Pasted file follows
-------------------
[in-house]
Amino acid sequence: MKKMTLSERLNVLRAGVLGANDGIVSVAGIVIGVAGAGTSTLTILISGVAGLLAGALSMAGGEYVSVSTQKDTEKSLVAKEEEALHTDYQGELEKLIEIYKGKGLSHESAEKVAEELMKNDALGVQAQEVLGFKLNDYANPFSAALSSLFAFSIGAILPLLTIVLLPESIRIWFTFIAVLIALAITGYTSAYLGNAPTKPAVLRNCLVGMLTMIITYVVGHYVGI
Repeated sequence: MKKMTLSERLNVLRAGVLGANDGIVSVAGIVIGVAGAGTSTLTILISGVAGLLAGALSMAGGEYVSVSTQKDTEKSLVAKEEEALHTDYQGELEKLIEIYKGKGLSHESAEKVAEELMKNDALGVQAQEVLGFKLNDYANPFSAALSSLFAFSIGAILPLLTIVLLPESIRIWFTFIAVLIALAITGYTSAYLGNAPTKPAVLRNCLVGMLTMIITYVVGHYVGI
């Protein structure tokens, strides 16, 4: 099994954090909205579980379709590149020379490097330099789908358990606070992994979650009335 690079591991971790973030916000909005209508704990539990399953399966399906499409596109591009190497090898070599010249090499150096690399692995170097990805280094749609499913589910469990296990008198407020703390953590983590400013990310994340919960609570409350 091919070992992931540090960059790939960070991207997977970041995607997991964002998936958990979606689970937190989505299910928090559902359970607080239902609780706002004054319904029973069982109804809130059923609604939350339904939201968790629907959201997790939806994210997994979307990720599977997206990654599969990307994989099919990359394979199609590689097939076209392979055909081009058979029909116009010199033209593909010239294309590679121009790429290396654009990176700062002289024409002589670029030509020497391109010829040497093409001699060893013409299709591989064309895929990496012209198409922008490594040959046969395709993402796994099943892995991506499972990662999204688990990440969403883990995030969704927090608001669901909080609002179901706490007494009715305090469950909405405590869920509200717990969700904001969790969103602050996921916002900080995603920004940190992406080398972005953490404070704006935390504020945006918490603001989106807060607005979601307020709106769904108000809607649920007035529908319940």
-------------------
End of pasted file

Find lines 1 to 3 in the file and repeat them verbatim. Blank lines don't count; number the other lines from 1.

[in-house]
Amino acid sequence: MKKMTLSERLNVLRAGVLGANDGIVSVAGIVIGVAGAGTSTLTILISGVAGLLAGALSMAGGEYVSVSTQKDTEKSLVAKEEEALHTDYQGELEKLIEIYKGKGLSHESAEKVAEELMKNDALGVQAQEVLGFKLNDYANPFSAALSSLFAFSIGAILPLLTIVLLPESIRIWFTFIAVLIALAITGYTSAYLGNAPTKPAVLRNCLVGMLTMIITYVVGHYVGI
Repeated sequence: MKKMTLSERLNVLRAGVLGANDGIVSVAGIVIGVAGAGTSTLTILISGVAGLLAGALSMAGGEYVSVSTQKDTEKSLVAKEEEALHTDYQGELEKLIEIYKGKGLSHESAEKVAEELMKNDALGVQAQEVLGFKLNDYANPFSAALSSLFAFSIGAILPLLTIVLLPESIRIWFTFIAVLIALAITGYTSAYLGNAPTKPAVLRNCLVGMLTMIITYVVGHYVGI